"The Road Taken" (2003)
Two new films opening this Friday deal with the anguish of the Cold War from the perspective of two countries that experienced it most tragically through division: "Good Bye, Lenin!" from Germany and "The Road Taken" from Korea.
Both films look back at troubled national histories and try to sort out the values and emotions gone awry in the whirl of ideological confrontation through the wisdom of time. Indeed, time is a dominant theme in both films, marking both past sorrows and hopes for a better future.
"Good Bye, Lenin!" humorously highlights the changes that have shaken Germany since unification in 1989. Loving teacher and devoted Communist Party member Christiane (Katrin Sass) suffers a heart attack and falls into a coma after witnessing her son Alexander protesting against the East German regime and getting beaten up by the police.
When she regains consciousness eight months later, unknown to her, the Berlin Wall has fallen and the country she cares so much about no longer exists. The doctor warns Alexander that any kind of surprise will harm his mother's health, so he embarks on a project to recreate her own little East Germany in the small room where she is confined.
Alexander is forced to adopt increasingly complicated methods to keep up the deception. The charade reaches its delicious climax when he tapes a fictitious news segment for his mother about West German refugees joyously pouring east to escape the evils of capitalism and enjoy social justice, complete with footage of the fall of the Berlin Wall.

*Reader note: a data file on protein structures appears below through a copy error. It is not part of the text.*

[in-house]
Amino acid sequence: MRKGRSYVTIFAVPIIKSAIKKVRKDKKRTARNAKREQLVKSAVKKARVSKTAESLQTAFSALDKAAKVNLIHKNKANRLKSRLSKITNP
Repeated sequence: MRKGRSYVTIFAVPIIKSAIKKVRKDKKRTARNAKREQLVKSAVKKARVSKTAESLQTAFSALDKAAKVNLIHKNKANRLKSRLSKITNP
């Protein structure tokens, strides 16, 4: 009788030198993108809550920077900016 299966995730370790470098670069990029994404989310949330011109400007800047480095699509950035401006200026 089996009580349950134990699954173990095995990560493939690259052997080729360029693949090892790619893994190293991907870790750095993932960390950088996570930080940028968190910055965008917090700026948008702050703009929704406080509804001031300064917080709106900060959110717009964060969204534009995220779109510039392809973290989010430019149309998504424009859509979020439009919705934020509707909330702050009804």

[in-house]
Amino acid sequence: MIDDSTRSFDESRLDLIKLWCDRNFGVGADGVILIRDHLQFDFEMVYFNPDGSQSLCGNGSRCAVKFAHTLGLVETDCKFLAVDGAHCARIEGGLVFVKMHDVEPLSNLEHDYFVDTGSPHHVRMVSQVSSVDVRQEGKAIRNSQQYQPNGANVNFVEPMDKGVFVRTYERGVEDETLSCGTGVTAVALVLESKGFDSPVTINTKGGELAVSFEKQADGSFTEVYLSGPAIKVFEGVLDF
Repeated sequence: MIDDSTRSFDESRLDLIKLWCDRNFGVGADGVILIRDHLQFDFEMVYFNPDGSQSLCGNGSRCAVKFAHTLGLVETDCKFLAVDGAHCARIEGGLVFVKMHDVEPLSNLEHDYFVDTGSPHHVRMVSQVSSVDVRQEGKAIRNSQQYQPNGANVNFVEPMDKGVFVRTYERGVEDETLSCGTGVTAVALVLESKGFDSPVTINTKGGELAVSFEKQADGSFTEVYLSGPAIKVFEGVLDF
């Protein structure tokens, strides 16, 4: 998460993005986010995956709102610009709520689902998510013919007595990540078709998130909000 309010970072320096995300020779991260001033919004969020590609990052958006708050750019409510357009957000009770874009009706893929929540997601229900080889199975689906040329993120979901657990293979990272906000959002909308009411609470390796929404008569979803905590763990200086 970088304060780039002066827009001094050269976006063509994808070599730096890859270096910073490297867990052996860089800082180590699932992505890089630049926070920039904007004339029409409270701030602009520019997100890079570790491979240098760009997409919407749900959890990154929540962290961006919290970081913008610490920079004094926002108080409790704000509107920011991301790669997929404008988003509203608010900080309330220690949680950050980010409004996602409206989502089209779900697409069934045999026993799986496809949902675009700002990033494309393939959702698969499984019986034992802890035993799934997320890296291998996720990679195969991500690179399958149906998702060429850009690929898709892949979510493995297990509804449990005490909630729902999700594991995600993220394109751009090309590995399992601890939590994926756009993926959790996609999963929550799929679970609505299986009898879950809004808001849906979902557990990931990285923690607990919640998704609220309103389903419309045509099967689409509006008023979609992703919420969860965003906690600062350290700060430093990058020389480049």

Eventually, the film paints a picture of an idealized version of East Germany that was Christiane's dream. Despite the ironic comedy, "Good Bye, Lenin!" is ultimately a moving tribute to one woman's dream of a socialist Germany, a dream that never came to be.
"The Road Taken" is also about the passage of time in a small room, although this tale spans over 45 years and the small room is an actual prison cell. Based on a true story, the film intently gazes at the ordeals of the world's longest-serving political prisoner Kim Sun-myung (Kim Jung-ki), who was behind bars from 1951 to 1995 for trying to keep his freedom of conscience.
Kim and other likeminded inmates maintain their own little North Korea in the prison cell, calling each other "comrade" and communicating their emotions by tapping Morse code on the walls. Their lives are not much different from the lives of other convicts until Park Chung-hee decides to compel them to write letters renouncing communism. A new warden (Ahn Suk-hwan
) arrives to accomplish the mission through a combination of cajoling and torture.
Regrettably, compared to the savvy German film that scans bygone passions and errors through multiple angles, the Korean film strikes the viewer as a bit amateurish. While better films like "Peppermint Candy
" examined the difficult past through a more agonized and hesitant lens, the "The Road Taken" is often clownishly basic like student activist drama.
The last scene of the film, with footage of the real Kim's release from prison and his reunion with his 94-year-old mother, is enough to bring tears almost immediately. "You never listen to adults", she tells her errant son. It reminds the viewer what a complicated and powerful tale lies behind the film, and how simplistically and powerlessly the film narrated this tale.
Now, 14 years after the fall of the Berlin Wall and eight years after Kim's release, the Cold War is mostly over. Attempts to deal with its legacy on film, however, will likely go on for a long time - especially in Germany and Korea where it still flickers in our theaters and in our consciousness.
By Kim Jin